Ladies and Gents: Masato Jones.
(Just some of Masato's sketches)
I have always been a little envious of those who have been to Central St. Martins (don't misunderstand me, my MMU Fashion degree means the world to me) so when I found out Masato was offered the place in his interview I knew I'd hit upon a visionary designer. You might think this is where Masato started...no. He is originally trained as a hair stylist but decided, after achieving so much in this field, he'd turn his hand to the creative side of fashion. And this is just the start.
After interning for Giles Deacon he then went on to work with him on several collections, design a tour dress for Beverly Knight and a collection for The English National Ballet. He is currently a designer for Ghost.
(Masato for Beverly Knight)
To meet a man with such a CV intimidated me at first; but it needn't have. Within minutes his calm, warm personality had rubbed off on me and it felt more like speaking with a friend.
I primarily met with him as he will be heavily involved in Manchester Fashion Week (launching April 2012 showing A/W 12/13 collections) with his new self titled label - Masato - and I wanted to have a chat about it and see what he has in store for my city.
Read on to see what we talked about over coffee as I got to know Masato and what makes him tick.
Why are fashion weeks so important to you?
Fashion weeks are important because it's the first time you get feed back on a collection. It's a great space to show your work to people who you know are interested and to see how your work is received by your peers. It's also important to chat and meet those in the industry and take inspiration from their work as well.
What is it about Manchester that made you want to become involved in MCRFW?
Outside London it's the biggest city in the UK and it is so exciting and creative here. The style is so different and people don't seem to follow trends but dress for themselves. Manchester Fashion Week contacted us and as there is already a campaign to get Masato up north we thought this would be the perfect opportunity to get Manchester involved in our designs. Twitter has been a huge help and the response we've had over the past 12 months has given us the confidence to go forward with fashion weeks and grow the label. We were really noticed first after Brighton Fashion Week and the media attention we gained at Essex Fashion Week was fantastic so we wanted to try and recreate and grow this in the north through Manchester.
What's the most exciting/worst thing about designing a fashion week collection?
The most exciting is just after you've shown your collection. It's like giving birth! The worst? Just before.
The creative process and nerves before a show are huge and it's always a challenge to find a balance between the mental picture you have of a design and what you can physically create.
(Masato for The English National Ballet)
What's the one thing you couldn't live without when you're designing a collection?
Harry Potter films. They're calming because they are so familiar and the orchestral soundtrack is inspiring. I also love that the basis of the films is friendship, love and fighting for good. All these things help keep me calm and focused when designing.
Whose work do you admire?
Lanvin. The work is so exciting because it's a new way to manipulate fabrics and treat a finished garment.
The designs themselves are so elegant and they really know how to dress women in a classic, stylish way.
Also the image that has been built up around the label is so instantly recognisable - this is something I hope to have for Masato one day. As a brand they are so accessible through Youtube, interviews, Twitter etc and I think this is important.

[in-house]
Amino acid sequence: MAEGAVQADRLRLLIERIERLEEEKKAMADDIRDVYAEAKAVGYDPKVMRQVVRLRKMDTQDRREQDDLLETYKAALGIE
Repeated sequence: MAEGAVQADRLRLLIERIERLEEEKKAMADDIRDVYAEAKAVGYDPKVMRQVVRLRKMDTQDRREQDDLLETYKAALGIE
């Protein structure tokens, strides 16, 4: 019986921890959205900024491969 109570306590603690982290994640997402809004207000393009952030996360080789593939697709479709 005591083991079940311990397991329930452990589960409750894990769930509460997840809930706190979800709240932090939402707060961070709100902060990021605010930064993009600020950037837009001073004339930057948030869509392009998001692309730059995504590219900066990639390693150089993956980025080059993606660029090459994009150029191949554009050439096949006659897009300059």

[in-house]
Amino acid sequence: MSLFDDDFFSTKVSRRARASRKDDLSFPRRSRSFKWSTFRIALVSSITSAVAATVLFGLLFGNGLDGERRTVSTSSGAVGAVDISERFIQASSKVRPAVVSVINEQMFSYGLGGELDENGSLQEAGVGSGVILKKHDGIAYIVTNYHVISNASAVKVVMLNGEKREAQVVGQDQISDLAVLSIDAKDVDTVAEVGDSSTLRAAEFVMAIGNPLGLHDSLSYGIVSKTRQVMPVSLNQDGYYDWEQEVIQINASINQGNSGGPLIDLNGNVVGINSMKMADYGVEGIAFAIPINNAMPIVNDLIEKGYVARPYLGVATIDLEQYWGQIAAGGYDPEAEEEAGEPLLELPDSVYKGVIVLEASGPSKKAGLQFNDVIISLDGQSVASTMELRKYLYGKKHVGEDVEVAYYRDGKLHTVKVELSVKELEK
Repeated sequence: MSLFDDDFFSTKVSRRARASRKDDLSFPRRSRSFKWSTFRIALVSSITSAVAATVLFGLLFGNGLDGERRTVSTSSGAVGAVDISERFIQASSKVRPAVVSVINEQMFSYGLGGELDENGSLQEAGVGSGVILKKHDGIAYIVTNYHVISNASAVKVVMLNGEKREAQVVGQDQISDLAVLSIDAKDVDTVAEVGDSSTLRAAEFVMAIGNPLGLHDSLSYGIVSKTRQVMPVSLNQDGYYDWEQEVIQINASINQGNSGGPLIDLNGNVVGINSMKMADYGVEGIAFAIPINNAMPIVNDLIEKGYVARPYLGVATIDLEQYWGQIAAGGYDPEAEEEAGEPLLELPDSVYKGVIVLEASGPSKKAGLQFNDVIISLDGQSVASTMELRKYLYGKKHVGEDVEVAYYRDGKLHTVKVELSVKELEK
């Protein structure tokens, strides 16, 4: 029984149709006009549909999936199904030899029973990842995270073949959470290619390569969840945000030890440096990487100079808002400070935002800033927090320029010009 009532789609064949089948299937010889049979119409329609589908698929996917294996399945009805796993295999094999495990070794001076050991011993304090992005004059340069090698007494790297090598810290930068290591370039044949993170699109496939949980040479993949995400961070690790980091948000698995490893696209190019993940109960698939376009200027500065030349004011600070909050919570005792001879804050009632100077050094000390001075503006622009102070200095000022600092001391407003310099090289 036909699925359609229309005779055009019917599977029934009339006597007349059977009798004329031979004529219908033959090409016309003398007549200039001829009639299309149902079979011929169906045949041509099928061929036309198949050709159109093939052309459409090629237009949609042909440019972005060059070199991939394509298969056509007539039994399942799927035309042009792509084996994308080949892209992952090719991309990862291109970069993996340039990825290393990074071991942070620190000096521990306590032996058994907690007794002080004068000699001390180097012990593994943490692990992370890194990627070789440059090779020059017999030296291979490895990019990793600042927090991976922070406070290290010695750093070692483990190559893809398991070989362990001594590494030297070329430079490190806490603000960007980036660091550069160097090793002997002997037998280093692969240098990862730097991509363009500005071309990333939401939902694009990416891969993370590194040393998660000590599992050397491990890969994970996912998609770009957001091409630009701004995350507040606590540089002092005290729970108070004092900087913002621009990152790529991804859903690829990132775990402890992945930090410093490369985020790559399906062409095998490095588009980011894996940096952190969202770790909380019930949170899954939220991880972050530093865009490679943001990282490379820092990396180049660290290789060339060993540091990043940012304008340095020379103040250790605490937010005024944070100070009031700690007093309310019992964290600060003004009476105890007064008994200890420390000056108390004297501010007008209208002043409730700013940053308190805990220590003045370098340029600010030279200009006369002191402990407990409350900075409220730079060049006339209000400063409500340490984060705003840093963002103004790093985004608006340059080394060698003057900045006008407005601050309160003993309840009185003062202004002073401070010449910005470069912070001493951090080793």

Understanding how to create a brand is hard but looking to someone like Lanvin is a great example and something to learn from.
How would you sum up your latest collection?
My last collection was all about colour but this season I want to focus on shape and detail within the garment. The finish and manipulation of fabric is very important to me and I want this to be included in my creations. I also want the collection to flow between each piece so it is viewed as a whole as opposed to several garments in the same space.
(Masato A/W '11)
What do you think will be the big trends for S/S 12?
I don't really see trends. I prefer to work to my own designs and I feel like the UK isn't at all trend-led. Somewhere like Japan is very trend-led and they are constantly looking for the next thing but here each area has their own style. For example, when I am in Manchester the women dress themselves so differently from the women in Camden but they are all stylish and have real personality. I love this. Of course when I design for Ghost I do refer to trends but I like to keep my creations individual to my mind.
How do you feel about the recent high street/designer collaborations? Versace for H&M etc..
I think why not? These are great because they allow more people to see fashion pieces as accessible to them. The price of a Versace piece is so high and not achievable to most so making it available in H&M means everyone has a chance to wear high fashion and not break the bank. It helps break the divide between the general consumer and high fashion which I think is important in light of the current economic climate.
Finally, what do you do on one of your rare days off?
I listen to the radio and wander round small art galleries in London. I find them calming and inspiring and free from pressure. I like to look through market places and see what's going on and just relax while I see what's happening out there creatively.
Unfortunately he had a train to catch and had to leave or I could have chatted all night. Masato was a lovely man and I hope to see him again at MCR Fashion Week or before. I think what really sums it up is as I went to shake his hand and thank him for his time he enveloped me in a warm hug. What a guy.